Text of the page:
America will not win the War on Poverty until there is a shift in strategy – and a surge from the troops
Both Democrats and Republicans have taken on the mantle of addressing America’s growing woes with poverty. You can see it with the rhetoric that both are taking on as well as with the issues they now choose to address publicly.
That has become a popular catch-phrase among President Obama and the Democrats at a time when they have overseen the historic rebounding of Wall Street, all while Main Street has continued to lag behind in a recession that officially ended years ago.
That term is now seen as the noble focus of Congress in January, even though both sides of the aisle on Capitol Hill and President Obama went to fill their Christmas stockings after passing a years-in-the-making bipartisan budget bill without adding a relatively scant amount of money to ensure that 1.3 million Americans had something to get them through New Year’s Day and the first month of the year.
“War on Poverty”
That has become the theme of the week as we reflect upon President Lyndon B. Johnson’s historic speech 50 years ago this week. Republicans such as Senator Marco Rubio (R-FL) and Democrats alike have taken to speeches, articles, and interviews commemorating our path to elevate the lowest socioeconomic levels of American society. Of course, this sadly comes as we continue to watch our society violently rip into two separate and unequal Americas once again, with one America being constantly courted during news cycles and election seasons while the other is only addressed during special occasions such as Dr. King’s birthday, Black History Month, The March on Washington, and LBJ’s State of the Union address of 1964.
The rhetoric can flow. Both sides of the aisle can talk a good game, using their time-tested principles to articulate how they would be able to eradicate poverty in America. However, looking at times when both Republicans and Democrats ruled without significant partisan opposition, it is clear that the “War on Poverty” has not been a focused, prioritized effort for the duration of the 50 years since LBJ’s address by either side.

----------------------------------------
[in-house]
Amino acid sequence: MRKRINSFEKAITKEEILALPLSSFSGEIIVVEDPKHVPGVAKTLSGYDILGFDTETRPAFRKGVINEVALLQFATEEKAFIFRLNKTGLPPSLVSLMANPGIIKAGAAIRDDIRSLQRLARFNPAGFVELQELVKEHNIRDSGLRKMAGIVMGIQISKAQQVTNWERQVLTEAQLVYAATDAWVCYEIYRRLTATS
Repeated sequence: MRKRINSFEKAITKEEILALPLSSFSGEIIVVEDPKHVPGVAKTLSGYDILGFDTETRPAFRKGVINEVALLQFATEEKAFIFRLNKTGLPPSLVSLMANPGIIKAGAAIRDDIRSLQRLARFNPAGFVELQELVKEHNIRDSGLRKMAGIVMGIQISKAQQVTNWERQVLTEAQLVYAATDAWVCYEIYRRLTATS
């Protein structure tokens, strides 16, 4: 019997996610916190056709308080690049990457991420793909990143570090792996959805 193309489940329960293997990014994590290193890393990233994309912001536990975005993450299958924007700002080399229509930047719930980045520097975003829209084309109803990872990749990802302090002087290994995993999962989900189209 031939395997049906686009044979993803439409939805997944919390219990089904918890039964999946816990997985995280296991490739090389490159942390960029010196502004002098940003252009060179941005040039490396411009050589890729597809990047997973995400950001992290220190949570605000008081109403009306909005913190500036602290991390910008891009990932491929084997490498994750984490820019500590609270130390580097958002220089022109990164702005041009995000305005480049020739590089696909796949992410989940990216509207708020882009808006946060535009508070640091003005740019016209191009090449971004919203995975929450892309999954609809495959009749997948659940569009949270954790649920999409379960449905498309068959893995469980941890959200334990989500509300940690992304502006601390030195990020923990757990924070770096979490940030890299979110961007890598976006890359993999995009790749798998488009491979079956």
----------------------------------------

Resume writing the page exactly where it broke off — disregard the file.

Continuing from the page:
This war – if we are going to truly win it – needs a shift in strategy and a surge in troops.
The issues that anchor inexcusable poverty in America – poor educational pathways for many, lack of career opportunities in chronically-deprived neighborhoods, inadequate neighborhood conditions including housing and safety issues, among other matters – are ones that must be addressed with more human resources, not just more financial resources.
It is true that we have dumped trillions of dollars into the “War on Poverty” without receiving the result that we had hoped for over the years. However, cutting this flow of capital permanently or haphazardly risks the continued wasting of American talent in the ghettos and disadvantaged neighborhoods of this nation. For decades, America specialized in unearthing the hidden gems of the world by cultivating physicians, business leaders, and engineers from the depths of Pittsburgh’s Hill District, Brooklyn, and Englewood. That recognition, development, and application of talent takes both the money and the manpower to move people from despair to a higher destiny. Capital is needed to win this war, but talent development is needed even more.